Capital plants

Had a few days in Wellington recently, thoroughly pleased to be back in this vibrant, compact city after having to postpone this visit twice due to Covid-related reasons.

On an early evening walk I discovered some Doryanthes palmeri (giant spear lily) flowering away beautifully, tucked in just off Civic Square, itself now mostly a ghost space thanks to earthquake strengthening works.

Doryanthes palmeri is native to a small area in Queensland and New South Wales, Australia. Photo: Sandra Simpson

Once thought to be part of the Agave family, this slow-growing plant – which can take 13 years to come into flower – has since been given its own genus which includes just two species. Read more here.

A ‘ferocious’ lion guards a back entry to the old Government Building, now part of Victoria University. Flowering just inside the gate are rengarenga lilies. Photo: Sandra Simpson

Rengarenga lilies (Arthropodium cirratum) are brilliant when planted en masse and the upright stems of white flowers are a common sight in early summer. They seem to attract slugs and snails though, so control is needed if a planting is to look even passable. Apparently, many are now instead choosing A. bifurcatum, which is less prone to snail and slug damage.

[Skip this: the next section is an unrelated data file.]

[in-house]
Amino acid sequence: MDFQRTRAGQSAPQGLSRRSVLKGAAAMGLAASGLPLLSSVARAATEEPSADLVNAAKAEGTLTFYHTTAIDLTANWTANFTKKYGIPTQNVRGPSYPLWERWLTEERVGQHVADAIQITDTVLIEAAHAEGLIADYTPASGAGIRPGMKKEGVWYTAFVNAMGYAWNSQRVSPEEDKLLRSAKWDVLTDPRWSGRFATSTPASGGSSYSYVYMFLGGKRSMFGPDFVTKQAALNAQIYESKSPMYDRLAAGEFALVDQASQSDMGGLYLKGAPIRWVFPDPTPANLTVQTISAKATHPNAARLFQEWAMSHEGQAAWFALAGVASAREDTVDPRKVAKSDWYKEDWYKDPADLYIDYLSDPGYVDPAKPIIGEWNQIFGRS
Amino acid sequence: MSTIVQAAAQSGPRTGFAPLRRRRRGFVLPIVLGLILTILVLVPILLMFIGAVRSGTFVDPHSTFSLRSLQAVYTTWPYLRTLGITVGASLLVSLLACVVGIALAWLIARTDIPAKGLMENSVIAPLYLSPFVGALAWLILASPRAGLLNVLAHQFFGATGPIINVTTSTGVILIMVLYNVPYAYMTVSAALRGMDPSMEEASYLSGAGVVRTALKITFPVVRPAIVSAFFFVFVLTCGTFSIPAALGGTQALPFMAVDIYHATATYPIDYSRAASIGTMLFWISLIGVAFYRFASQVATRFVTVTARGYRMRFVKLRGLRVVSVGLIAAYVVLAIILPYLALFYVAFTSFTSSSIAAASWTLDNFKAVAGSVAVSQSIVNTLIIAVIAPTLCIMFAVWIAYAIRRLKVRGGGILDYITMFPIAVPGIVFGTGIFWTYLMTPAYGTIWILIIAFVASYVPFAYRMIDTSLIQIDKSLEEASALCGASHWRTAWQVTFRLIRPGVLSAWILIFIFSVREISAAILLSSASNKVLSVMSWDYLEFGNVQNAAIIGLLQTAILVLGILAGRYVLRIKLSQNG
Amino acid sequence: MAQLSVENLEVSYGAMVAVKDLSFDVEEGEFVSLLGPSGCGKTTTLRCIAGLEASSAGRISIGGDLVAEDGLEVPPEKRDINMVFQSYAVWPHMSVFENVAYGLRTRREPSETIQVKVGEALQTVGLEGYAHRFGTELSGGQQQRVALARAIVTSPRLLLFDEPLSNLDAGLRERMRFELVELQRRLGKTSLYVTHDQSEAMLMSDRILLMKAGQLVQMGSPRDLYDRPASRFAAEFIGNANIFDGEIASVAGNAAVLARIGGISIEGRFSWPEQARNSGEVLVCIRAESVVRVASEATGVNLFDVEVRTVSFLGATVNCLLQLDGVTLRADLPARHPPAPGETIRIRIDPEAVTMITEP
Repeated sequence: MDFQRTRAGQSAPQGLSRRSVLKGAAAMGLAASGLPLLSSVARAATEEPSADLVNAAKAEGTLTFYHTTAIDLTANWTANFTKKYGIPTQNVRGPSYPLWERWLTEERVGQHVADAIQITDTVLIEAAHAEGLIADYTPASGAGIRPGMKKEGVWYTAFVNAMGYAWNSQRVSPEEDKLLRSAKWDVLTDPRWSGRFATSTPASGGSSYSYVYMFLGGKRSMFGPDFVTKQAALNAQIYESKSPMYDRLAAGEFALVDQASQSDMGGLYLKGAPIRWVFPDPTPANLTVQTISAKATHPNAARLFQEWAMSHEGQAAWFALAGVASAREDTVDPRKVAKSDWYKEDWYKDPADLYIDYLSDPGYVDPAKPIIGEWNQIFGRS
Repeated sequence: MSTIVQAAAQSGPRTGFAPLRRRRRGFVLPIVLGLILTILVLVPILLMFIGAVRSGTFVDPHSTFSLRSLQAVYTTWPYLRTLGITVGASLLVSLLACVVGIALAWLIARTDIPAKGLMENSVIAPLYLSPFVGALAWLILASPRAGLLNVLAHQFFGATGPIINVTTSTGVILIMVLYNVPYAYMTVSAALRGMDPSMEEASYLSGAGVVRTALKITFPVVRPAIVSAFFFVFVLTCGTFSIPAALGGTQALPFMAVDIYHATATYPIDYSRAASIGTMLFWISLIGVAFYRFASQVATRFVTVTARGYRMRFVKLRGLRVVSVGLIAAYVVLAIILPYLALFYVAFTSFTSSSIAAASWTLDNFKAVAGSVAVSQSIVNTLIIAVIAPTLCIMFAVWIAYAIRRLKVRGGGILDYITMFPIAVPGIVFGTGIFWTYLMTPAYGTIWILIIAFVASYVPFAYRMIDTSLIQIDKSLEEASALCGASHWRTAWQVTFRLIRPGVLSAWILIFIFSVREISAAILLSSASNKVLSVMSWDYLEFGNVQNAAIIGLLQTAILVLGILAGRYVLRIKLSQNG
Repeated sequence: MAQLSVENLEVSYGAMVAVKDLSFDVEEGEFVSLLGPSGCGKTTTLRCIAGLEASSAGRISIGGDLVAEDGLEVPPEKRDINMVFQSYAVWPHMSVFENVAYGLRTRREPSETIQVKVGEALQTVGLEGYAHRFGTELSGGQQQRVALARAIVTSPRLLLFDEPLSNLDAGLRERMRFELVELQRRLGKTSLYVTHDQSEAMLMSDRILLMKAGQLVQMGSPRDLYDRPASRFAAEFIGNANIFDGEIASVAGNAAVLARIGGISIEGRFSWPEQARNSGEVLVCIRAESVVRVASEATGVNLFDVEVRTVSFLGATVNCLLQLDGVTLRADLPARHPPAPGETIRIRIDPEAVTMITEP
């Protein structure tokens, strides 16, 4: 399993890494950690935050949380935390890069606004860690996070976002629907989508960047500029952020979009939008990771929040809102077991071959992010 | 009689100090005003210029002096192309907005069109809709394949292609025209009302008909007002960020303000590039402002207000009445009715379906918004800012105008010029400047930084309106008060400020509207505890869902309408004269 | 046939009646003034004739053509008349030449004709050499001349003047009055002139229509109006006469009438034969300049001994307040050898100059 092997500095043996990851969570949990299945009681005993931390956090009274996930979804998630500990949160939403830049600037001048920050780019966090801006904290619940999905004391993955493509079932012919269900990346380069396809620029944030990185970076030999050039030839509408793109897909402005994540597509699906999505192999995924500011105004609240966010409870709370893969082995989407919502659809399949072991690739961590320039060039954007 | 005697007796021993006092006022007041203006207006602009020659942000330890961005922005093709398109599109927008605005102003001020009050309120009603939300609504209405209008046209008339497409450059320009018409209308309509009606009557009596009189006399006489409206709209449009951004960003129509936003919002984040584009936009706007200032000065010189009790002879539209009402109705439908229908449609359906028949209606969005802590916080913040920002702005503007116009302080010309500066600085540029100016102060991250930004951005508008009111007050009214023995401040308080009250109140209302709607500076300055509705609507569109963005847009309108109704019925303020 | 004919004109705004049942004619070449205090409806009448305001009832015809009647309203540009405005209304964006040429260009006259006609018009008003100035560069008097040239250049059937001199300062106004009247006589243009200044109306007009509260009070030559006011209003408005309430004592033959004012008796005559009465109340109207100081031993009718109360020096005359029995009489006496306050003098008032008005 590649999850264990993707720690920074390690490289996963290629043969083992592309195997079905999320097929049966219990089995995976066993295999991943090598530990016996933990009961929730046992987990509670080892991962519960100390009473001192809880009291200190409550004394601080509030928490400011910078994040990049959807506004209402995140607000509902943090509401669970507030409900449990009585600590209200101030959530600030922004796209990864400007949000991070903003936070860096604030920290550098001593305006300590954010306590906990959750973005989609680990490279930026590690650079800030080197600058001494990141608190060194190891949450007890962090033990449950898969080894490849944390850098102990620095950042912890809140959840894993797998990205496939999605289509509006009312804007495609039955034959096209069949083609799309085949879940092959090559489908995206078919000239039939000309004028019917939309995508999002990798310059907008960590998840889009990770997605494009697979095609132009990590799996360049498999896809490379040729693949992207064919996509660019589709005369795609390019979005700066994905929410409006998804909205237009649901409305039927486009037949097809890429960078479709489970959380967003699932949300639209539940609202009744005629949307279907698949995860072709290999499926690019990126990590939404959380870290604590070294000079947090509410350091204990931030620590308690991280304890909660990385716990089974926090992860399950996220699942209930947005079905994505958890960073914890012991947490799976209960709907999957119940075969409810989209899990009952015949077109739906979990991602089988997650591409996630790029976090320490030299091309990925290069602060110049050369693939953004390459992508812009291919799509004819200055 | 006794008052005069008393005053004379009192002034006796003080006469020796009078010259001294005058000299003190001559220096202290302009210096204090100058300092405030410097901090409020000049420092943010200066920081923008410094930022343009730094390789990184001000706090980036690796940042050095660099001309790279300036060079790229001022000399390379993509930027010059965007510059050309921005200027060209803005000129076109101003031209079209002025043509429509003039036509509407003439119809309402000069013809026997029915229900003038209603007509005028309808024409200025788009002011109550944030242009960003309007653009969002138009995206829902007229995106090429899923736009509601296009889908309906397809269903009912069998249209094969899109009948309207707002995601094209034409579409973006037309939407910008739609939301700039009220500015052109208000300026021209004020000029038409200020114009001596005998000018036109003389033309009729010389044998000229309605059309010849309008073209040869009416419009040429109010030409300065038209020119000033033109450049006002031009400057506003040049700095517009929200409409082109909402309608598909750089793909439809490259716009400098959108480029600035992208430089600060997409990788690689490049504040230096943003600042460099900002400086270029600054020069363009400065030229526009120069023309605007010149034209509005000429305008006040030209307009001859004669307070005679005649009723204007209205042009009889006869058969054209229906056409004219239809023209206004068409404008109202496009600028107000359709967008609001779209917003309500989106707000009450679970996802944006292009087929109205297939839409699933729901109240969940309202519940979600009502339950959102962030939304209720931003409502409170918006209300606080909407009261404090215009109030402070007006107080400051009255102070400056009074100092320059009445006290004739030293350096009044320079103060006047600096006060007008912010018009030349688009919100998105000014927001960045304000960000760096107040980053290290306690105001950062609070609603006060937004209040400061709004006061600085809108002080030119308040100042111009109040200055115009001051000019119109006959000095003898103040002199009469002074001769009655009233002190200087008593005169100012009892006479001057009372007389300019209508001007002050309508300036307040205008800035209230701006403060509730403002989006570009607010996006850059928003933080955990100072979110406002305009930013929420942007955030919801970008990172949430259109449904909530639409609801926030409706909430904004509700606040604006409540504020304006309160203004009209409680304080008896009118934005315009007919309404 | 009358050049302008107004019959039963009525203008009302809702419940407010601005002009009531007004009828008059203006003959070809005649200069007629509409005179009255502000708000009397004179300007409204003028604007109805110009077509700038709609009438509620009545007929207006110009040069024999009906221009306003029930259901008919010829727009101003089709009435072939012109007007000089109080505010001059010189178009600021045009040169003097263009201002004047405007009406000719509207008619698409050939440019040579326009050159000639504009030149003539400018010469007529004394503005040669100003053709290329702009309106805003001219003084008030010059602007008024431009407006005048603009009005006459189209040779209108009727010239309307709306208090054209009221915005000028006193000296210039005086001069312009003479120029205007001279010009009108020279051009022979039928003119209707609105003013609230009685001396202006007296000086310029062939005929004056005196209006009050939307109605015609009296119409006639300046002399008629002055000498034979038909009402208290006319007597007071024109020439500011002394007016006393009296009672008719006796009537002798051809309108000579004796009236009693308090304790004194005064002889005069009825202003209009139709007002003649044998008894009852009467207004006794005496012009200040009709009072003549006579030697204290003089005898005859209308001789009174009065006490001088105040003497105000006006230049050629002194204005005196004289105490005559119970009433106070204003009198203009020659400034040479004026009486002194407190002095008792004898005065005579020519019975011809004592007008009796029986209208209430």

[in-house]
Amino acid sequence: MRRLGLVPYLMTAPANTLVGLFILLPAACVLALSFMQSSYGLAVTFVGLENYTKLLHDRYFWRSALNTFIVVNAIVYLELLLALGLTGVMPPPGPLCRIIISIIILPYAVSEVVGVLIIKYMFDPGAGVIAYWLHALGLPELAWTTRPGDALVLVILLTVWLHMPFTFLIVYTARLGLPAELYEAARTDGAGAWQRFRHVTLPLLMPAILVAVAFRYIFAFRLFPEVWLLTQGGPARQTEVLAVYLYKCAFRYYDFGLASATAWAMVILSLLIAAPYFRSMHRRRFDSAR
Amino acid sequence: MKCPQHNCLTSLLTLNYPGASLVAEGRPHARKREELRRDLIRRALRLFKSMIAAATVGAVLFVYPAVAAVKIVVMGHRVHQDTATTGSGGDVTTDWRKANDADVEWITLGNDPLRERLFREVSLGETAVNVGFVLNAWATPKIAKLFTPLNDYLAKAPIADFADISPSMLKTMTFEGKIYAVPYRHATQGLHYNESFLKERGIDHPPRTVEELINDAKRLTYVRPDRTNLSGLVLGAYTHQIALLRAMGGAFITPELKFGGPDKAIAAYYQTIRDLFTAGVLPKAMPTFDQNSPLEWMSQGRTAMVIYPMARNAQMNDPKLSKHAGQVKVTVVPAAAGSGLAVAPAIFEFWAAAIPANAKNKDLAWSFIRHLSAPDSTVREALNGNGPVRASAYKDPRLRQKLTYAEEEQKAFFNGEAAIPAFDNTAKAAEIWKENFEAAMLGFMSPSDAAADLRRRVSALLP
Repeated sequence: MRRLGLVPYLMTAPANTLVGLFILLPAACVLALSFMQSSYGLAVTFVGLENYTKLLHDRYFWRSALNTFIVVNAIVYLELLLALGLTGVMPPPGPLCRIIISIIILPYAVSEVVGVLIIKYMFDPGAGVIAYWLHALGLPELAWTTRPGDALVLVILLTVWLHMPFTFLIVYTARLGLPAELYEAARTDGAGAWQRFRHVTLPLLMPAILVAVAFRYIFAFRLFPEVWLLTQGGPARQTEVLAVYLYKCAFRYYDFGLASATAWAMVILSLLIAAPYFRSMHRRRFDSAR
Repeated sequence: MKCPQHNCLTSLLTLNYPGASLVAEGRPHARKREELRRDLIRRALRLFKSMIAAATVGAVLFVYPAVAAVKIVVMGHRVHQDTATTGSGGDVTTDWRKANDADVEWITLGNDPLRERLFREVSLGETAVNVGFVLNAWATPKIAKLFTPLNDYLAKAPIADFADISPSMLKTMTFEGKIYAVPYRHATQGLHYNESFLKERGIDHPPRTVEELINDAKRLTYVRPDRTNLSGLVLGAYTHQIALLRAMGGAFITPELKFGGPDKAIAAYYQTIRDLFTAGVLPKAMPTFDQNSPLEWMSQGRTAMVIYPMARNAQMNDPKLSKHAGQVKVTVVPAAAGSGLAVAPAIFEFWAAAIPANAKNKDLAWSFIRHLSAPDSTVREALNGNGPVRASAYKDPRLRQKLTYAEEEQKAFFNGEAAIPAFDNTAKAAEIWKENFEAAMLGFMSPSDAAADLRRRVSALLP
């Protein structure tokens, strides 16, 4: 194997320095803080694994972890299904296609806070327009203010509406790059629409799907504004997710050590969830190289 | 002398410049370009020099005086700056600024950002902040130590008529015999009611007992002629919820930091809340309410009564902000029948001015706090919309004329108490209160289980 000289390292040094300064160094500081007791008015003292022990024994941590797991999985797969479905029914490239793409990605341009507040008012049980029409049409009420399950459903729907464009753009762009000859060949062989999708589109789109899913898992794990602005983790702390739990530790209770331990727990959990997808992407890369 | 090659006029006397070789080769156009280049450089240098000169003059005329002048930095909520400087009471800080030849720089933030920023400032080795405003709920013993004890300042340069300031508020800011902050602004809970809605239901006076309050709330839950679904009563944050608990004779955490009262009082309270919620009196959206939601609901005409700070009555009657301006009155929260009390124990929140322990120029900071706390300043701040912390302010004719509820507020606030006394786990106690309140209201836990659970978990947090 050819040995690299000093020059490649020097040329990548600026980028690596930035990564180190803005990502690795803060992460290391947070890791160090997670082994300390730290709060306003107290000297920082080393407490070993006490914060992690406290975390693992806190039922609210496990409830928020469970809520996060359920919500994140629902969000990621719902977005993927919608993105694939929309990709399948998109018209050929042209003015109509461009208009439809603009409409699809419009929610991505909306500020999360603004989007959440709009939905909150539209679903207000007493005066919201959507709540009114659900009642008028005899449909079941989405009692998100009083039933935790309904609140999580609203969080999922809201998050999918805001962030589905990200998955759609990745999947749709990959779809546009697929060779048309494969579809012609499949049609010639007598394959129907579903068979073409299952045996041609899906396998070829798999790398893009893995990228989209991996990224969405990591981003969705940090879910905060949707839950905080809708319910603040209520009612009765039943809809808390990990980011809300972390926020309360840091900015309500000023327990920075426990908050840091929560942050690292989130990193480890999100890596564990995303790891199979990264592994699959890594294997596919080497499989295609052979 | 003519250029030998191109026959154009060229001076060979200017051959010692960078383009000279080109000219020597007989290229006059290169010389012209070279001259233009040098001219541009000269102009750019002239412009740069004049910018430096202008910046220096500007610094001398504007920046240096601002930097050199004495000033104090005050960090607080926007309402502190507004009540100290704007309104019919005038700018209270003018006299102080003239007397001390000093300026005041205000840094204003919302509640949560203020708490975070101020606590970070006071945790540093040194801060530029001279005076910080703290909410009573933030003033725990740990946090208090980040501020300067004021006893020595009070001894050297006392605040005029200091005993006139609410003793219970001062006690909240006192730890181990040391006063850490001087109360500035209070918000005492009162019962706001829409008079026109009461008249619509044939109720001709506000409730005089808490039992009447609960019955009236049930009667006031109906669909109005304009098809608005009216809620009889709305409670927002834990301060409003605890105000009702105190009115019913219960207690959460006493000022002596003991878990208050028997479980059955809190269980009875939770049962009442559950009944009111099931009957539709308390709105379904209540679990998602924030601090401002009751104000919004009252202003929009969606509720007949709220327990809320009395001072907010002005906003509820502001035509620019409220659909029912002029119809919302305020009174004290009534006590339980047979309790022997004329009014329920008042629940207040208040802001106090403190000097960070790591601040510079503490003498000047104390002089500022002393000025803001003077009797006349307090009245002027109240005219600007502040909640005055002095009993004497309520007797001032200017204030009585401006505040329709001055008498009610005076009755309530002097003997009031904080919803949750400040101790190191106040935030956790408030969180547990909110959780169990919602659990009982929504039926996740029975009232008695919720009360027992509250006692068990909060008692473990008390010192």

Its native habitat is rocky coastal areas from North Cape to Kaikoura and Greymouth in the south, which gives rise to another common name, the New Zealand rock lily. Read about the significance of rengarenga to Maori here.

Delighted to see that Chatham Island forget-me-nots are still doing well in street plantings in central Wellington. Photo: Sandra Simpson

Eight years ago I wrote about the Myosotidium hortensia I’d seen growing in a street planting in the central city so am pleased to report that not only are they still there, but some of them were showing off their beautiful blue flowers. Read the earlier post here.

This central city treescape includes metal nikau palms (left) and a daring ledge garden. Photo: Sandra Simpson

The view above caught my attention – a cabbage tree in flower (there were more in the vicinity), a ‘hanging garden’ on the side of an otherwise bland concrete building, and the capital’s iconic metal nikau palms designed by architect Ian Athfield. There are 15 of the nikau, which are 10m tall, and were designed as part of the Central Library project. The library closed in 2019 and is undergoing work for earthquake strengthening.

Tauranga’s heritage store

I was very fortunate a few weeks ago to be invited to join a group touring the Tauranga Heritage Collection at one of its storage sites – for anyone not familiar with Tauranga, we don’t have a museum, but we do have a long-standing museum collection! And, it looks like we will have a museum as earlier this year our commissioners approved plans for a new civic ;precinct, Te Manawataki O Te Papa, that will feature some form of museum.

But for now, and since 1998 when the previous museum at the Historic Village closed, everything’s been in storage, although not in stasis as items are still being donated and actively collected.